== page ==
CCHR Renews Calls for Investigation into Psychiatric Drug-Induced Mass Killings

The link between antidepressants and violence, including suicide and homicide, is well established. – Patrick D. Hahn, affiliate professor of Biology at Loyola University Maryland

Spate of recent mass-shootings has reignited concern that psychotropic drugs, with dozens of drug regulatory agency warnings about the potential to induce violent and suicidal behavior, need to be investigated in each case.

By CCHR International
The Mental Health Industry Watchdog
April 20, 2021

With a re-emergence of mass shootings, Citizens Commission on Human Rights International (CCHR) reiterates its call for federal and state agencies to investigate potential links to such killings and psychotropic drugs that may induce violence. In the most recent incident, a 19-year-old shot and killed eight people and injured several others at a FedEx building in Indianapolis, before killing himself.[1] His family expressed heartfelt apologies to the victims. Only last year the suspect’s mother contacted law enforcement to report her son might try to commit “suicide by cop.” He was placed on a temporary detention mental health involuntary hold.[2]

An Indianapolis Metropolitan Police Department report from March 3, 2020, references the mental health check for suicidal tendencies.[3] The Behavioral Health Unit initiated psychiatric detention because he planned commit suicide by having police kill him.[4] Each year from 2015 to 2018, there were approximately 261- 290 “suicide-by-cop” shooting incidents.[5]

It’s not known whether he was prescribed psychotropic drugs that may have exacerbated his behavior. CCHR stresses that the drugs don’t excuse the crime. Not all people taking psychotropic drugs will become violent or suicidal, it says, but based on the drugs’ adverse effects, a certain percent will. With one in six Americans prescribed psychiatric drugs, even rare side effects can lead to violent incidents which warrants investigation by the authorities.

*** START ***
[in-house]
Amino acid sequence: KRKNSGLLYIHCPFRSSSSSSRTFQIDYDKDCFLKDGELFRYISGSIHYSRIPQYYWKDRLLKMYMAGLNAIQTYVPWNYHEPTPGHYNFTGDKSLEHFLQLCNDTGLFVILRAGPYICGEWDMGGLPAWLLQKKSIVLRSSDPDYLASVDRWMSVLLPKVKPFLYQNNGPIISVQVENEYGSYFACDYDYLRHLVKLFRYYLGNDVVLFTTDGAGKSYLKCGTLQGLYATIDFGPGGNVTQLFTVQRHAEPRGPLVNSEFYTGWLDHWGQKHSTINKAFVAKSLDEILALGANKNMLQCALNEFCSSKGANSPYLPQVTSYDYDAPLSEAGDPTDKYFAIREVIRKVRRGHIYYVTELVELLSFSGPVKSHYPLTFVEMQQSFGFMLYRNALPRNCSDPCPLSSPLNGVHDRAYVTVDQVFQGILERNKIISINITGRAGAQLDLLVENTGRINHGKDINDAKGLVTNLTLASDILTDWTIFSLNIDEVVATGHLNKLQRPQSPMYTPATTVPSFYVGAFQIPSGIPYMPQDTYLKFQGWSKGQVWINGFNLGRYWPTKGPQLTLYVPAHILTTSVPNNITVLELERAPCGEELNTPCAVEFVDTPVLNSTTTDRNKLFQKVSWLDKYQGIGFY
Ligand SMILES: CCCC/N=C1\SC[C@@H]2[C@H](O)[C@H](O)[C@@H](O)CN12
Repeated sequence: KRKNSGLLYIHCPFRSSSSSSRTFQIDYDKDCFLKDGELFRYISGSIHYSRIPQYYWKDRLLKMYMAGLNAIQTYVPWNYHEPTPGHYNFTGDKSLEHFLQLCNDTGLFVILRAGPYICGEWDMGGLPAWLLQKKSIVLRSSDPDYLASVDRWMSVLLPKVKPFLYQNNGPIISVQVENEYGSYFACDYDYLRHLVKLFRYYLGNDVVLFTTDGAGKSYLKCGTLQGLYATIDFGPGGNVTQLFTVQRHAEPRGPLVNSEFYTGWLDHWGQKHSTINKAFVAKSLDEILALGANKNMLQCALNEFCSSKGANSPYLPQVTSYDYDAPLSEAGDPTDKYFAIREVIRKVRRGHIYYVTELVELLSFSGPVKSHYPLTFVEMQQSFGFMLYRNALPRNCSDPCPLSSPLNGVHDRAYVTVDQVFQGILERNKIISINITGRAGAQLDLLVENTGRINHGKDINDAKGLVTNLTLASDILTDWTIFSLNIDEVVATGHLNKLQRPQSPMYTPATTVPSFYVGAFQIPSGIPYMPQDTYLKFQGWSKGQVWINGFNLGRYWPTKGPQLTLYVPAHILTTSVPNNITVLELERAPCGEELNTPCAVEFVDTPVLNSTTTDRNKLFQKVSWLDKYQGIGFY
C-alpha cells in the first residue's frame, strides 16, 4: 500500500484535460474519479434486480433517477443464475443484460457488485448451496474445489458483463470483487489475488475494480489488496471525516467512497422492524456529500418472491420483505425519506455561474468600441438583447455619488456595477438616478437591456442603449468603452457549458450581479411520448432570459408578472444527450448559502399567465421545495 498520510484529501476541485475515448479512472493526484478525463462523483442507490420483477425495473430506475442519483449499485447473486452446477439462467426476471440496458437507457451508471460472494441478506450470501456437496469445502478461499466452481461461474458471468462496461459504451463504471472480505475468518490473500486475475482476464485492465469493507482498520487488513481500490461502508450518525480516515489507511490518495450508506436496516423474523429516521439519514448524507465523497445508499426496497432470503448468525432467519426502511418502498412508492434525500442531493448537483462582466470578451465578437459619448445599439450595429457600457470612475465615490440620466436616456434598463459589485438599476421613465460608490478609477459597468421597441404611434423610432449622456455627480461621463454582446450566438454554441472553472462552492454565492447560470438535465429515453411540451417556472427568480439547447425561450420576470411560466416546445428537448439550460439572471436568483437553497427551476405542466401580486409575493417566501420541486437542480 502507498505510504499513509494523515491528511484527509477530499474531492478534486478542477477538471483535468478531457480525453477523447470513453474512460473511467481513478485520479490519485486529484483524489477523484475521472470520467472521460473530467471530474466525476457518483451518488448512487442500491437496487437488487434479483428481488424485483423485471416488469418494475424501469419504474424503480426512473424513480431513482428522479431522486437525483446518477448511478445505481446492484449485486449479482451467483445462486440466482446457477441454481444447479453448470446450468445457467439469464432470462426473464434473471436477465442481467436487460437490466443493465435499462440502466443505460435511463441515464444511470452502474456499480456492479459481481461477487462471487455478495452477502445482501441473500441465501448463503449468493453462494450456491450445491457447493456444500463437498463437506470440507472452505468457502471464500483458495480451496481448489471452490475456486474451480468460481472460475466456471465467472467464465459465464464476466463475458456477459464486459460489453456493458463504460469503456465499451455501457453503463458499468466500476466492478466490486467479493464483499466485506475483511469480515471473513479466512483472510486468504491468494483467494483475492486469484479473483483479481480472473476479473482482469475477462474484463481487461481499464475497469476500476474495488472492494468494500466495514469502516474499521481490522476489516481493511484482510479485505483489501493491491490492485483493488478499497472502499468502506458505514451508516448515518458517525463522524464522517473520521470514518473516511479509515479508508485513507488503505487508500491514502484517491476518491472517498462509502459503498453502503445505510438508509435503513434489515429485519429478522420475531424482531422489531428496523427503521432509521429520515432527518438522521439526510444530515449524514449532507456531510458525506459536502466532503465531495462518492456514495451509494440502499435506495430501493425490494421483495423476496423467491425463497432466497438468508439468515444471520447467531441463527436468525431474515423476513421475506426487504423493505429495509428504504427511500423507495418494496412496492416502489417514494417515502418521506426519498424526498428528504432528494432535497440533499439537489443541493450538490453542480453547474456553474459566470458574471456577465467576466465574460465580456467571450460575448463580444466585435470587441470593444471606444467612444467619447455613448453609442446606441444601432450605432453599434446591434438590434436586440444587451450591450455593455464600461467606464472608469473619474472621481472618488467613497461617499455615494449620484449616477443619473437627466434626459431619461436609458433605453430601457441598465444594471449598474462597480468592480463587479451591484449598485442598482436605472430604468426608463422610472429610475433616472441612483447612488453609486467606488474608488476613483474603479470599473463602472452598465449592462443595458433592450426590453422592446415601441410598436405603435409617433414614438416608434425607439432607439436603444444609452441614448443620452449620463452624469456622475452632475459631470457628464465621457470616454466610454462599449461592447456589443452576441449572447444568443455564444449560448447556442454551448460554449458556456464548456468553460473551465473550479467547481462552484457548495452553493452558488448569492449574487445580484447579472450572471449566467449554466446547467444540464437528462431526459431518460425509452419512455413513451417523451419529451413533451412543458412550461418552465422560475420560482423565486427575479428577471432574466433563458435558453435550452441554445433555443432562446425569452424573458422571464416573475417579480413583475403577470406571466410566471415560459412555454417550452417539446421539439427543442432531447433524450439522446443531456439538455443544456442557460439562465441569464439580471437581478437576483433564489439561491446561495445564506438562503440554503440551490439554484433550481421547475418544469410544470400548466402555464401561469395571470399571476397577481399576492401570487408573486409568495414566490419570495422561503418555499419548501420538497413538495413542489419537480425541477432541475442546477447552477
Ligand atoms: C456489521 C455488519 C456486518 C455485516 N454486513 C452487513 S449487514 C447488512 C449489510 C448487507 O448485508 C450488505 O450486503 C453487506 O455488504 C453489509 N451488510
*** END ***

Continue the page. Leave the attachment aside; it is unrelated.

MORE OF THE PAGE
CCHR’s comprehensive report, Psychiatric Drugs Create Violence & Suicide: Putting the Community at Risk, available free online, details over 30 studies that support this.

Ann Blake Tracy, Ph.D., head of the International Coalition for Drug Awareness, warns of a whole new vocabulary as a result of widespread antidepressant use—with its link to violent behavior—with terms such as “road rage,” “murder/suicide,” “going postal” and “suicide by cop.”[6]

In May 2015, a suicidal veteran fired 11 shots during an encounter with police in Spokane, Washington, for which he was found guilty of assault in February 2016. The man, aged 26, who worked at the Spokane Veteran’s Administration Hospital, testified that he was intentionally trying to force police to shoot him as a suicidal act. He had previously attempted suicide by overdosing on prescription drugs while on the antidepressant, paroxetine. Despite the fact that the drug can cause suicidal thoughts, doctors had this time doubled his dose of the antidepressant. He stated: “I should have never been put on that drug.  When I made my first suicide attempt, I should have been immediately taken off that drug.” The Spokane County Superior Court Judge regretted but was required by law to sentence him to 10 years in prison.[7]